It is therefore hardly surprising that some feminists are welcoming provisions in the Defamation Bill which have been reported to provide tools to make identifying and prosecuting trolls easier. Misreporting aside, as a digital rights campaigner any proposal to make it easier to track people back from online space into meatspace tends to make my hair stand on end. Unless strong safeguards are built into such legislation, it is wide open to abuse. We may only use it to track down people who threaten women today, but who’s to say that the BNP government of tomorrow won’t use it to track down Green party supporters based on posts they’ve made in online forums?
I am rapidly reaching the conclusion that such a collision of two issues I deeply care about is actually a good thing. People like me, who have skin in the game on both sides of a particular issue, have a unique and vital role to play in finding a workable, sustainable solution as opposed to a kneejerk reaction. In the copyright wars we need to recruit musicians and other creative artists who see the potential of the internet to show that the internet isn’t “killing music” - it is just making a particular business model of music distribution obsolete. In issues around free speech, censorship, and online privacy we also need to acknowledge where there are genuine problems and recruit people who, for instance, have a strong personal interest in making online spaces safer for women but also in ensuring speech remains free and uncensored. A good first step would be to recognise that online harassment of women is a free speech issue too, as many women are silenced by this kind of experience, and to call out unacceptable behaviour when we see it. This can then allows us to build a dialogue and start figuring out - together - what works and doesn’t work, and where the right balance lies when it comes to free speech and safe spaces on the internet.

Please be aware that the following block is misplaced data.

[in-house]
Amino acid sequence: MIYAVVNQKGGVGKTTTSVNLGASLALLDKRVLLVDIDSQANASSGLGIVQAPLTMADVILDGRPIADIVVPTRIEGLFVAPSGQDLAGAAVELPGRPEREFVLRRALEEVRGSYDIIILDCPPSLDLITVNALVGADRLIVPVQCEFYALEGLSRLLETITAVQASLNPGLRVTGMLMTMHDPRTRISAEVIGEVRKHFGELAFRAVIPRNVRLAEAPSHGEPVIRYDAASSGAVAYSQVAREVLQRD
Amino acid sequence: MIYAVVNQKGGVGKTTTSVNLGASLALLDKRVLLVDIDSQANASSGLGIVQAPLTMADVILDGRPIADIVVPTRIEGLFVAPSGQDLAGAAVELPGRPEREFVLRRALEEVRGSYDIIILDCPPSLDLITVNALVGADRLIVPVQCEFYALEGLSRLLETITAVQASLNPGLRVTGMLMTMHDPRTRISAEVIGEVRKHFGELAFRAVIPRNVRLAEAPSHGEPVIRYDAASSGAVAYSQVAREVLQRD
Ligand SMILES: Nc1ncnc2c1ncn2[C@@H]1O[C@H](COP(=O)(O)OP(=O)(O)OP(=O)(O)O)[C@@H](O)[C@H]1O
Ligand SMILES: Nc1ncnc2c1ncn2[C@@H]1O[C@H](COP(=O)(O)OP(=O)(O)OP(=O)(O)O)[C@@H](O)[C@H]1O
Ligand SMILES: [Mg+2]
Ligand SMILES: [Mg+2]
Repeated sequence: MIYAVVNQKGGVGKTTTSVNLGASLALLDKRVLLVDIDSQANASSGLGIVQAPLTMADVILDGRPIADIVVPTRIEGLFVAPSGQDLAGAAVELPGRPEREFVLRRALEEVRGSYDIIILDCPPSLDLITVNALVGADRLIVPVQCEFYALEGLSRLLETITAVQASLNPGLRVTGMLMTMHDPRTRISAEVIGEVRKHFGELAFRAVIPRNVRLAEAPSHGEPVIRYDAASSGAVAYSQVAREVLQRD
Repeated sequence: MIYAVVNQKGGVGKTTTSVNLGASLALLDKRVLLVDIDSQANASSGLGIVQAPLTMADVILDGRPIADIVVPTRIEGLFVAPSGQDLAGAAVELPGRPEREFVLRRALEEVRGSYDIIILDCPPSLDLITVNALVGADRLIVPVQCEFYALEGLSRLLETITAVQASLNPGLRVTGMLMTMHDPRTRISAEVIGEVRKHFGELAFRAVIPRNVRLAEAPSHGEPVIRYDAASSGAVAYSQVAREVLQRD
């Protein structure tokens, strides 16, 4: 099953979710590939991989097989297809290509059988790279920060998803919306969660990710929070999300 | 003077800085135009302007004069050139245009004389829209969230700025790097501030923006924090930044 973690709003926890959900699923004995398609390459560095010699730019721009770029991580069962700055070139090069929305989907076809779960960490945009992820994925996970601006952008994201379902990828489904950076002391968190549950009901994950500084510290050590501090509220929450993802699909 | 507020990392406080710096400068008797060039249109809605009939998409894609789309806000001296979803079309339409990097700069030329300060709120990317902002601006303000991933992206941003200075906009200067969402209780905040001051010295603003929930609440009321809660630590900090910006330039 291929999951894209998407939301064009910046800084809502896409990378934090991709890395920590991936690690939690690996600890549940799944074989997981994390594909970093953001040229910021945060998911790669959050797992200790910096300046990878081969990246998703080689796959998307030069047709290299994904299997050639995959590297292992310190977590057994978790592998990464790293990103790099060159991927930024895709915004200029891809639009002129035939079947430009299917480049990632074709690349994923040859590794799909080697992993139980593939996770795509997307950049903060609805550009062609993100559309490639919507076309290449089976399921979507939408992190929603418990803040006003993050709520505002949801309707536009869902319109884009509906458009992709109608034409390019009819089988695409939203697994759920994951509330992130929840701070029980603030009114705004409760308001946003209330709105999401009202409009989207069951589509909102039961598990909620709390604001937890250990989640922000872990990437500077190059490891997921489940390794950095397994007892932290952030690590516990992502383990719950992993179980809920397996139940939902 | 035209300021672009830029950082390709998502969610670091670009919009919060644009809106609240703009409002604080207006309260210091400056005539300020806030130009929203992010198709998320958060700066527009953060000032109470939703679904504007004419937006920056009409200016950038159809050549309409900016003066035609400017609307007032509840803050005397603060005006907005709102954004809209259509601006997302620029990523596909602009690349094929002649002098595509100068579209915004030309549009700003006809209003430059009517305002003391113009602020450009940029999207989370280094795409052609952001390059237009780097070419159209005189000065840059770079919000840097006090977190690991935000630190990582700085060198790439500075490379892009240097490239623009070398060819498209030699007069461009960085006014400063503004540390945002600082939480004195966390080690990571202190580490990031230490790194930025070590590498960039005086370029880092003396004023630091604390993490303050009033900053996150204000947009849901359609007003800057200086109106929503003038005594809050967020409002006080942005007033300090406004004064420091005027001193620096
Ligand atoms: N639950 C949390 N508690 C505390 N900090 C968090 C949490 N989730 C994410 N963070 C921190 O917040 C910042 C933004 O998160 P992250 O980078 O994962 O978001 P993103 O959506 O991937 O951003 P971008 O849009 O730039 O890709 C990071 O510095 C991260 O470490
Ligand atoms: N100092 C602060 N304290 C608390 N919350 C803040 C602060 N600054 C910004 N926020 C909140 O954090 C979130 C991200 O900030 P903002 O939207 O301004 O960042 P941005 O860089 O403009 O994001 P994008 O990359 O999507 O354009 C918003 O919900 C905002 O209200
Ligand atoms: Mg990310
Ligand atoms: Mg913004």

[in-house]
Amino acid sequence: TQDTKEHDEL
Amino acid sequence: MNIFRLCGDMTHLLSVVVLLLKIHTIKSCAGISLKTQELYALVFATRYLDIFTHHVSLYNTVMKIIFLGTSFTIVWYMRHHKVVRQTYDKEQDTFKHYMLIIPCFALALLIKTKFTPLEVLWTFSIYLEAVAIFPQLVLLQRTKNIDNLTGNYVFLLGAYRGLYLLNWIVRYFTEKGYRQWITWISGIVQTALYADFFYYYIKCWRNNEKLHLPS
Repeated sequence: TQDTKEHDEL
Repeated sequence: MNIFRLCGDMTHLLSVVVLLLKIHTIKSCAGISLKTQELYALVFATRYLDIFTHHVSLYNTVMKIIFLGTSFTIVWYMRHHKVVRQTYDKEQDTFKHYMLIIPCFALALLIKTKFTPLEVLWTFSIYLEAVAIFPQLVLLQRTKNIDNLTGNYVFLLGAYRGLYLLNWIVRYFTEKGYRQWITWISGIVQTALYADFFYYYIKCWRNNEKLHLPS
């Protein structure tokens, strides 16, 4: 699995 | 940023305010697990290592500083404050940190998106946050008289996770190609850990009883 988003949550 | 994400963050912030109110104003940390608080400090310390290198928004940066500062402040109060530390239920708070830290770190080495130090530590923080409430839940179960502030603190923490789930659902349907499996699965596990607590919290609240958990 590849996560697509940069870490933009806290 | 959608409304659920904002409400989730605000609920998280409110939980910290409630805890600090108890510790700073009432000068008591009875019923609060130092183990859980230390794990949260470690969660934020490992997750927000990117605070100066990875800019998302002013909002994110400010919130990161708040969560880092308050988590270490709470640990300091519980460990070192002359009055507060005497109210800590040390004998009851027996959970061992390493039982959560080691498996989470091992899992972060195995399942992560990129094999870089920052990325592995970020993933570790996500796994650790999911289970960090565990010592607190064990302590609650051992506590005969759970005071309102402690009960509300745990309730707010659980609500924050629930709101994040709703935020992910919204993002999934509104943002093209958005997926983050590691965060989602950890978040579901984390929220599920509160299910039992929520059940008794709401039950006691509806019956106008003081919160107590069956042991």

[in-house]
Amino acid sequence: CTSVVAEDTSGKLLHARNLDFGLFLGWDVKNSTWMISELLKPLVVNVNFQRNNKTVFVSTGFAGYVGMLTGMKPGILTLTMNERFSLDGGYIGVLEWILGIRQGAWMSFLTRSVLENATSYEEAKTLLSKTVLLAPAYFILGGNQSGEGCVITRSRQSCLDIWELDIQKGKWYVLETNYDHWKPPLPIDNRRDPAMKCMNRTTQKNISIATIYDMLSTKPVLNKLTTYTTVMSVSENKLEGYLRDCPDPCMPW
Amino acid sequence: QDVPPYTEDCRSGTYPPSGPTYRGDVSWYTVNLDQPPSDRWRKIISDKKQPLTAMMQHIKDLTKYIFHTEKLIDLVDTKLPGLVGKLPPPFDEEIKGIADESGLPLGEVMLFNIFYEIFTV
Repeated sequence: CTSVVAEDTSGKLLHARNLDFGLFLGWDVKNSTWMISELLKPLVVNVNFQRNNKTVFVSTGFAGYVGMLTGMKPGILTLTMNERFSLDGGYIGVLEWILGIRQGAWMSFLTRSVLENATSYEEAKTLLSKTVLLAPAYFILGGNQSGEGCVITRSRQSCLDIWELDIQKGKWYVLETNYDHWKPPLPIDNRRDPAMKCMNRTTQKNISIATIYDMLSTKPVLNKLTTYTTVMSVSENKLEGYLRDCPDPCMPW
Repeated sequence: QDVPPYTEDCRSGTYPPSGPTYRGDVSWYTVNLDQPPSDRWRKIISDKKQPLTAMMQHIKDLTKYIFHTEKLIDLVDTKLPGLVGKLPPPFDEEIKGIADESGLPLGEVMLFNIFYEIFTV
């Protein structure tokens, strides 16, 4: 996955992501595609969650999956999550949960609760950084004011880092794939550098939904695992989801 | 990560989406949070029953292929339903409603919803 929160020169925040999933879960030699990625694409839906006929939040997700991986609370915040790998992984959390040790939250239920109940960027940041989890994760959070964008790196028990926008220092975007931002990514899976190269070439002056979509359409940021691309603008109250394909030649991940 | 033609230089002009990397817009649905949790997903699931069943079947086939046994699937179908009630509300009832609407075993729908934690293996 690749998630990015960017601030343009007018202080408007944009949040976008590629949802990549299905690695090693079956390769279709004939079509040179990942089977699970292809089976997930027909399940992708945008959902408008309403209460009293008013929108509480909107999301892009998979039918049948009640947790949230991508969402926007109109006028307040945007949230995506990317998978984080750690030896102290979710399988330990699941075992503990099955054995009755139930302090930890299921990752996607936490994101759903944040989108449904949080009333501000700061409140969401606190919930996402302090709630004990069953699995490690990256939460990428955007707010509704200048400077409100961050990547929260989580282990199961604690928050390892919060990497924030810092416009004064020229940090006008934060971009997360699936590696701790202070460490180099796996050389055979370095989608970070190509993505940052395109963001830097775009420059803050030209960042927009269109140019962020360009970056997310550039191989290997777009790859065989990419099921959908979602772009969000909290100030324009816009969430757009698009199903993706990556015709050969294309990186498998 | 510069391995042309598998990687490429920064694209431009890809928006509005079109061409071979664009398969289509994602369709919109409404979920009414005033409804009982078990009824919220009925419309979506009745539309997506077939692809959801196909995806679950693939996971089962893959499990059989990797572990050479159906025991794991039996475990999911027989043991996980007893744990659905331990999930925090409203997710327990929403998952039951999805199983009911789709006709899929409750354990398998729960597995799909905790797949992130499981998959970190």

Having said that, publishing women’s personal details, including address and telephone number, is also a commonly used form of online harassment which adds significantly to the level of threat experienced by the women it is targeted at.
 This is what I call the Stross Test, based on a short story by science fiction writer Charles Stross called “Minutes of the Labour Party Conference, 2016”. In the story a BNP government uses anti-terrorism legislation passed by Labour in 2006 to establish and uphold a fascist state by labelling all opposition, including the Labour Party, as terrorists. I strongly feel that the Stross Test of “Would you trust the BNP with this law?” should be applied to any legislation passed by Parliament.
Milena is an economics & politics graduate, an IT manager, and a campaigner for digital rights, electoral reform and women's rights. She is also a member of ORG's board and continues to write for the ORGzine in a personal capacity. She tweets as @elmyra